In Lawrence v. Texas, the Supreme Court performed a double move, creating a dramatic discursive moment: it both decriminalized consensual homosexual relations between adults, and, simultaneously, authorized a new regime of heightened regulation of homosexuality. How that happened and what we can expect next are the subjects of this essay. The obvious point of departure for an analysis of Lawrence is its decriminalization of much sexual conduct. Justice Scalia began this project with his dire warning that "[s]tate laws against bigamy, samesex marriage, adult incest, prostitution, masturbation, adultery, fornication, bestiality, and obscenity are . . . sustainable only in light of Bowers' validation of laws based on moral choices." Justice Scalia correctly predicts that laws against fornication are now a dead letter; there are no laws against masturbation, so his worries there are unnecessary. But the judicial processes for evaluating laws prohibiting other sexual conduct will constitute one major segment of the overall process that will construct the next chapter of sexuality law. Sodomy law operated as both a mechanism of subordination and a metaphor of heterosexual superiority. Decriminalization is not deregulation, however. Nor is it a marker of full equality. Rather, it is one stage in a regulatory process, one likely to produce even more "institutional incitement to speak about [sex], and to do so more and more; a determination on the part of the agencies of power to hear it spoken about, and to cause it to speak through explicit articulation and endlessly accumulated detail." State involvement with sexuality has not ended, and Lawrence poses an implicit question: How will the discursive policing of homosexuality change in the wake of this decision?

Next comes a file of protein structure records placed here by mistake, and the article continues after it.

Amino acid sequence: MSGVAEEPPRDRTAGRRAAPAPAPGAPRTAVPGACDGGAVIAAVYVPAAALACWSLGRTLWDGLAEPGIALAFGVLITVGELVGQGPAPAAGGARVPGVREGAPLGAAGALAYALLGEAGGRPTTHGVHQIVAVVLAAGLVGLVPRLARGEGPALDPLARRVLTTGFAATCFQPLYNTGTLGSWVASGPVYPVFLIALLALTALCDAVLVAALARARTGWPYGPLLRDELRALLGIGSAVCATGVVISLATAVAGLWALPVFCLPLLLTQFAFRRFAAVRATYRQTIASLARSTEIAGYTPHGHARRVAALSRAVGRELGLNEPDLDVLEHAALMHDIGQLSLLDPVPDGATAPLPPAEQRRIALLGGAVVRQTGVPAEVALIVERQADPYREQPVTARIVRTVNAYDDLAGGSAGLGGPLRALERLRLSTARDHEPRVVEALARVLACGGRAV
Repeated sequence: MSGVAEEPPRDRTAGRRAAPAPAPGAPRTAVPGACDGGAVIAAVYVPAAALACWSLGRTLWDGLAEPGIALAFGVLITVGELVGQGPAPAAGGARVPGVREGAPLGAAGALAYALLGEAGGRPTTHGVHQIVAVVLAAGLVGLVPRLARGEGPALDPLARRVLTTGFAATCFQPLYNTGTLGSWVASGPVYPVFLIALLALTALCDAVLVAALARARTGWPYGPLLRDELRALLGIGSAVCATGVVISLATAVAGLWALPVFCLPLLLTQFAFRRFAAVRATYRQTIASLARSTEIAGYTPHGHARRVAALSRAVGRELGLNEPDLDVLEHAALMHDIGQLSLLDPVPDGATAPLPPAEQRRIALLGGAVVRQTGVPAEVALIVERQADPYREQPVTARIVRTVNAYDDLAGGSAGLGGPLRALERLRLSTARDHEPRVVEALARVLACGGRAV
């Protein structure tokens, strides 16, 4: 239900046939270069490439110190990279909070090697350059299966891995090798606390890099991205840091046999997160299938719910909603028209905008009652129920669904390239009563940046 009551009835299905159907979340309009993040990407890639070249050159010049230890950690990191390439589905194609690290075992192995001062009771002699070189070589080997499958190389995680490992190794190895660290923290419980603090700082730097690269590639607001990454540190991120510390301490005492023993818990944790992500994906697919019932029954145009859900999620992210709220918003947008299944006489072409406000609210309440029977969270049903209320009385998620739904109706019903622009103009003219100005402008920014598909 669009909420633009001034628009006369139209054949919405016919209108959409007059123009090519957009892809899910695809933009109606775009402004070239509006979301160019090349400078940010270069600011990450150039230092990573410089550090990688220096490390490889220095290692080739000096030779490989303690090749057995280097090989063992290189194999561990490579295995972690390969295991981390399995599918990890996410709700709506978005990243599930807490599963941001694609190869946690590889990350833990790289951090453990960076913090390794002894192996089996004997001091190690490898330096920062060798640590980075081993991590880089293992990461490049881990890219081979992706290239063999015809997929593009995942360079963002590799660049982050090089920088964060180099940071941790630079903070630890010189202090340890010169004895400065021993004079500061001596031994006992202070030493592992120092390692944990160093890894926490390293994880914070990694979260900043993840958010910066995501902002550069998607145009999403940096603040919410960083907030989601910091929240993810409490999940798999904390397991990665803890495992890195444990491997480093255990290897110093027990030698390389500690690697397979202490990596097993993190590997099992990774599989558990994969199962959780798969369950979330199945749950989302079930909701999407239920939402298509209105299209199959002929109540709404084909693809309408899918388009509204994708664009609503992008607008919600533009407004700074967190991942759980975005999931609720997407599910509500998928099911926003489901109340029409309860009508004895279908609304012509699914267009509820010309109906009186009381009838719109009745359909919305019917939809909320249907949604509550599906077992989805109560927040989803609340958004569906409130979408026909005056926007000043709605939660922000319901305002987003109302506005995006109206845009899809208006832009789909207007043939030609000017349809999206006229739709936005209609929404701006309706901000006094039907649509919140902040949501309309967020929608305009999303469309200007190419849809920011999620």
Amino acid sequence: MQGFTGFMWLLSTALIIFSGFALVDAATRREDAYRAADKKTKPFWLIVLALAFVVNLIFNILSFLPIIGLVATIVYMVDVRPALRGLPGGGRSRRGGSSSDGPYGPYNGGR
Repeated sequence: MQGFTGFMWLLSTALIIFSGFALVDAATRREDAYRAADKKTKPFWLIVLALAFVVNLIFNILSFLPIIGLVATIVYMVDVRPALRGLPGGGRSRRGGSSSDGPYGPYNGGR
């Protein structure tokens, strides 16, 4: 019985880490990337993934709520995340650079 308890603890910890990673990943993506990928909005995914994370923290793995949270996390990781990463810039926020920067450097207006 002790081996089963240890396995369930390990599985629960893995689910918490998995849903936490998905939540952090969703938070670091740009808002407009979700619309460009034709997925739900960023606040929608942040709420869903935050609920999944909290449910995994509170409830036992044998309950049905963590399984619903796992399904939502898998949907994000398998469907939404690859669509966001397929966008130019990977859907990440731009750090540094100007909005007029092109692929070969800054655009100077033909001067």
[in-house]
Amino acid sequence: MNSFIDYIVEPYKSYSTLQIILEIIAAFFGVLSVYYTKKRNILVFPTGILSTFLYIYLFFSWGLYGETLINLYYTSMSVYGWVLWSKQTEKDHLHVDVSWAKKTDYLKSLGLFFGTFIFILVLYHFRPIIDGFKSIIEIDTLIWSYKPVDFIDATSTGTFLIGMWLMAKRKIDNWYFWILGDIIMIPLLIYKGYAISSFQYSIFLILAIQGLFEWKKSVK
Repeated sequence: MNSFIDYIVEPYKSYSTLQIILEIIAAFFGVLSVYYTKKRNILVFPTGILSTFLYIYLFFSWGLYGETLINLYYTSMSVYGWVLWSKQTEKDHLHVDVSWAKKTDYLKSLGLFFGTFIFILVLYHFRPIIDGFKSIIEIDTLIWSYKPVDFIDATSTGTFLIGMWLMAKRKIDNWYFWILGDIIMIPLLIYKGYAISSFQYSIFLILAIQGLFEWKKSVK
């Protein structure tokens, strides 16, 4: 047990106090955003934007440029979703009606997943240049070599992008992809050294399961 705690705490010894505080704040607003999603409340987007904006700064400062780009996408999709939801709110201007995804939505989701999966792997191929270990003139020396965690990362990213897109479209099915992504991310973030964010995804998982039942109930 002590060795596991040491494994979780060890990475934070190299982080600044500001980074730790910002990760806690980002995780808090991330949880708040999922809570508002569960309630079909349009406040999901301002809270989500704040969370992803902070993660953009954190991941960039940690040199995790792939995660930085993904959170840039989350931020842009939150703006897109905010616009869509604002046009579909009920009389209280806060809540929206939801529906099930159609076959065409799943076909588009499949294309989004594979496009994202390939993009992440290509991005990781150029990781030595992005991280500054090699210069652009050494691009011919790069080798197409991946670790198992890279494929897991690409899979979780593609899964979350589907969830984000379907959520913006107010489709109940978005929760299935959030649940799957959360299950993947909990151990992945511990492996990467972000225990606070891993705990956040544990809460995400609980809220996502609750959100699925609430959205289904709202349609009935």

Nan D. Hunter,
Sexual Orientation and the Paradox of Heightened Scrutiny,
Mich. L. Rev.
Available at: https://repository.law.umich.edu/mlr/vol102/iss7/3